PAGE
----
With the release of Blackstar last week, Bowie seemed to be aware of the fact that this would be his farewell gesture to his long-time fans. At least he lived to see its release.

I only got to see Bowie in concert one time. It was to become his final concert tour. The show on May 14, 2004 at the John Labatt Centre in London, Ontario featured some 26 songs spanning his long career.

One other Bowie event that I was pleased to attend was the David Bowie Is exhibition at the Art Gallery of Ontario in 2013. Over the course of a two hour trek through this show, one could get a close look at everything from stage costumes to hand-written lyrics to abandoned album cover designs.

David Bowie may no longer be with us but, his legacy will certainly continue for years to come. His life and work will become one of the benchmarks by which others in the performing arts will be measured.

David Bowie 1947 – 2016 

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Wrapping up 2015

Well, I guess that 2015 has turned out to be an eventful year after all. Back in April, I celebrated my 25th anniversary on the radio at CHRW-FM here in London. I took that opportunity to announce my retirement from the airwaves. I’d like to take this opportunity to once again thank all of the folks who I’ve known at the station over all of those years. It was a lot of fun to be able to share music with my listeners over all of that time.

Before I left the radio station, I decided to continue to share my thoughts on music and create this music blog. Since I’ve had several hundreds of articles and reviews of music published over the years in various publications, it seemed like a natural progression. Since it’s introduction at the end of April, the Wired for Sound Blog has received a steady stream of hits and I’m very pleased with the positive feedback. It’s also nice to continue to receive musical contributions from a number of the musicians and record labels who had previously sent me music to feature on the radio programme. Thanks to all of the folks who have continued to visit the blog over the months.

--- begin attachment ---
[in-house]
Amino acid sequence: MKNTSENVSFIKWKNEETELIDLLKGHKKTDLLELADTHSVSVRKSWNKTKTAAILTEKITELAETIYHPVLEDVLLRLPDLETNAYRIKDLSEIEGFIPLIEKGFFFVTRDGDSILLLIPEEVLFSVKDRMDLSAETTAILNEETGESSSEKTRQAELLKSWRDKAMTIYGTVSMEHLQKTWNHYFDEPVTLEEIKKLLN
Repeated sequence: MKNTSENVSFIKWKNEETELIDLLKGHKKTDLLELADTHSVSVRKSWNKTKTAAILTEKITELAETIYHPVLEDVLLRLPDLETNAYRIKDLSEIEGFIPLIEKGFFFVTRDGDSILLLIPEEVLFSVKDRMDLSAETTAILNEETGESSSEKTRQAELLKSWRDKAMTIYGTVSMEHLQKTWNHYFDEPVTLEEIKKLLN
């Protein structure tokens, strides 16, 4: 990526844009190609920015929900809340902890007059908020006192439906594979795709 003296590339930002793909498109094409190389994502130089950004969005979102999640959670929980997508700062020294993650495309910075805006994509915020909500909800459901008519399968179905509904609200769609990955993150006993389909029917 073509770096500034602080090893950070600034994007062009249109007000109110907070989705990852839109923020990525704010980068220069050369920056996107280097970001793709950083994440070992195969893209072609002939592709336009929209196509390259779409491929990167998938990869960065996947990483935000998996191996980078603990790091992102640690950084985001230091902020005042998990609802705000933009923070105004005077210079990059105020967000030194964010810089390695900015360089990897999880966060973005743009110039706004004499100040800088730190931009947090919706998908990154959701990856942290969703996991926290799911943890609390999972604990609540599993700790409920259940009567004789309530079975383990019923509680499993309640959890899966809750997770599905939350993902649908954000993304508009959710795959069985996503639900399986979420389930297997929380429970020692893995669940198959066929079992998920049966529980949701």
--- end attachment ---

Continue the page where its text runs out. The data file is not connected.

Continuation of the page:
Over the year, we’ve lost a number of important musicians and composers. I’ve written about many of them in the pages of the blog including Daevid Allen, Ornette Coleman, Dieter Moebius, Chris Squire, John Renbourn etc…

While I didn’t see a lot of concerts during the year, it was a great pleasure to attend the 50th anniversary performance of the Nihilist Spasm Band at Museum London. It’s always a special event to hear them play. Joe McPhee was a special guest at the show, too.

As a music fan, I’m always pleased to discover music by new artists. This year, two of my favourite new discoveries were Courtney Barnett and Ryley Walker. Their recent LPs have been spinning quite a bit around here during the year.

It’s also been another great year of sharing information and stories about music over at the Steve Hoffman Music Forums. Many thanks to all of my friends there who enjoy spinning vinyl and relating their stories. It’s my favourite place to visit here on the webernet.

It’s also been another productive year of music making for me, as well. I’ve had many enjoyable recording sessions with my friend and music partner Richard Moule with a number of excellent pieces of Transmorphous Sound Ensemble pieces now in the archives. We also had a great time performing at Grooves for Nuit Blanche back in June, Thanks to Troy and the folks there for allowing us the opportunity to perform in their space.

The year also presented some challenges. Back in March I had a scheduled surgery but, that was accompanied by another unexpected emergency surgery two weeks before that. Thanks to Richard for his help at that time. Also, thanks to all of my other friends for their well wishes and support. It was greatly appreciated.

So, now it’s time to look towards 2016. I’m looking forward to heading to England once again. It’s always a great time staying with my friends Simon and Ann. I’m also looking forward to performing again with my musical friends Martin Archer, Nick Robinson, Mick Beck and Charlie Collins.

Wishing everybody a happy and healthy 2016!

 

Your Questionable Questions Answered